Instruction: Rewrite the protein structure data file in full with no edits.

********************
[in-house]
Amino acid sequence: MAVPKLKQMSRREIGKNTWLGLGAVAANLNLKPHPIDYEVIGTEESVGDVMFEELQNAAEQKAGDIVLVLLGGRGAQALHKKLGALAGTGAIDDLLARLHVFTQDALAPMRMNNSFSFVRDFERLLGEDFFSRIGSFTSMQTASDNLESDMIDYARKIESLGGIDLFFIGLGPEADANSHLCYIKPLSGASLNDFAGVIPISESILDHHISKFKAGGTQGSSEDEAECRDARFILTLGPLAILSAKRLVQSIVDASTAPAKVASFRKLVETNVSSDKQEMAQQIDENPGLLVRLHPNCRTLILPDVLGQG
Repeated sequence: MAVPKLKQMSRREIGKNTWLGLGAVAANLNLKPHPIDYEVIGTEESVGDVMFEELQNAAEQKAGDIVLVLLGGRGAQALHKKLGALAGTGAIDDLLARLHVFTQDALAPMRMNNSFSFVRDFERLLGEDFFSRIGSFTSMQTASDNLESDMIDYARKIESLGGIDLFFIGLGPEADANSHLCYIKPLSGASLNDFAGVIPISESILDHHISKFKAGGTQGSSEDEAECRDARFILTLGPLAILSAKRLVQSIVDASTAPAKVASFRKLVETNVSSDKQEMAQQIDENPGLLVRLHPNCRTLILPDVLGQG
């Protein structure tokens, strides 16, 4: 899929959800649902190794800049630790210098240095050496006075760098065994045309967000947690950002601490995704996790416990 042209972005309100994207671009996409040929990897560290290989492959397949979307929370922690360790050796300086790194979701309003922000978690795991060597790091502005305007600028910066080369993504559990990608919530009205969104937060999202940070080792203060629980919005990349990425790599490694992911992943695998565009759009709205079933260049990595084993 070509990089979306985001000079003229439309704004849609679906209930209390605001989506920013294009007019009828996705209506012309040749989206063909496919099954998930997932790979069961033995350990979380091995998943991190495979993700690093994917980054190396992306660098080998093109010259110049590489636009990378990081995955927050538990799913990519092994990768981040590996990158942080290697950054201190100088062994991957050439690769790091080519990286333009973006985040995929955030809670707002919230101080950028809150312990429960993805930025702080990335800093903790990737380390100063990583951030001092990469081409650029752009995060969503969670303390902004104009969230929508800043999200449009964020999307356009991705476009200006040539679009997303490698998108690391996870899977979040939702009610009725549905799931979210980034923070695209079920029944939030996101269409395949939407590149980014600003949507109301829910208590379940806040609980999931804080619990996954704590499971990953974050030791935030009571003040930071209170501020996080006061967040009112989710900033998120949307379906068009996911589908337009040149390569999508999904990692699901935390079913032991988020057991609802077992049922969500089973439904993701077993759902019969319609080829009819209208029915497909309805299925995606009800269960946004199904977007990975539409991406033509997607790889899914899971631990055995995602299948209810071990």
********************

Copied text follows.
[in-house]
Amino acid sequence: MAVPKLKQMSRREIGKNTWLGLGAVAANLNLKPHPIDYEVIGTEESVGDVMFEELQNAAEQKAGDIVLVLLGGRGAQALHKKLGALAGTGAIDDLLARLHVFTQDALAPMRMNNSFSFVRDFERLLGEDFFSRIGSFTSMQTASDNLESDMIDYARKIESLGGIDLFFIGLGPEADANSHLCYIKPLSGASLNDFAGVIPISESILDHHISKFKAGGTQGSSEDEAECRDARFILTLGPLAILSAKRLVQSIVDASTAPAKVASFRKLVETNVSSDKQEMAQQIDENPGLLVRLHPNCRTLILPDVLGQG
Repeated sequence: MAVPKLKQMSRREIGKNTWLGLGAVAANLNLKPHPIDYEVIGTEESVGDVMFEELQNAAEQKAGDIVLVLLGGRGAQALHKKLGALAGTGAIDDLLARLHVFTQDALAPMRMNNSFSFVRDFERLLGEDFFSRIGSFTSMQTASDNLESDMIDYARKIESLGGIDLFFIGLGPEADANSHLCYIKPLSGASLNDFAGVIPISESILDHHISKFKAGGTQGSSEDEAECRDARFILTLGPLAILSAKRLVQSIVDASTAPAKVASFRKLVETNVSSDKQEMAQQIDENPGLLVRLHPNCRTLILPDVLGQG
């Protein structure tokens, strides 16, 4: 899929959800649902190794800049630790210098240095050496006075760098065994045309967000947690950002601490995704996790416990 042209972005309100994207671009996409040929990897560290290989492959397949979307929370922690360790050796300086790194979701309003922000978690795991060597790091502005305007600028910066080369993504559990990608919530009205969104937060999202940070080792203060629980919005990349990425790599490694992911992943695998565009759009709205079933260049990595084993 070509990089979306985001000079003229439309704004849609679906209930209390605001989506920013294009007019009828996705209506012309040749989206063909496919099954998930997932790979069961033995350990979380091995998943991190495979993700690093994917980054190396992306660098080998093109010259110049590489636009990378990081995955927050538990799913990519092994990768981040590996990158942080290697950054201190100088062994991957050439690769790091080519990286333009973006985040995929955030809670707002919230101080950028809150312990429960993805930025702080990335800093903790990737380390100063990583951030001092990469081409650029752009995060969503969670303390902004104009969230929508800043999200449009964020999307356009991705476009200006040539679009997303490698998108690391996870899977979040939702009610009725549905799931979210980034923070695209079920029944939030996101269409395949939407590149980014600003949507109301829910208590379940806040609980999931804080619990996954704590499971990953974050030791935030009571003040930071209170501020996080006061967040009112989710900033998120949307379906068009996911589908337009040149390569999508999904990692699901935390079913032991988020057991609802077992049922969500089973439904993701077993759902019969319609080829009819209208029915497909309805299925995606009800269960946004199904977007990975539409991406033509997607790889899914899971631990055995995602299948209810071990």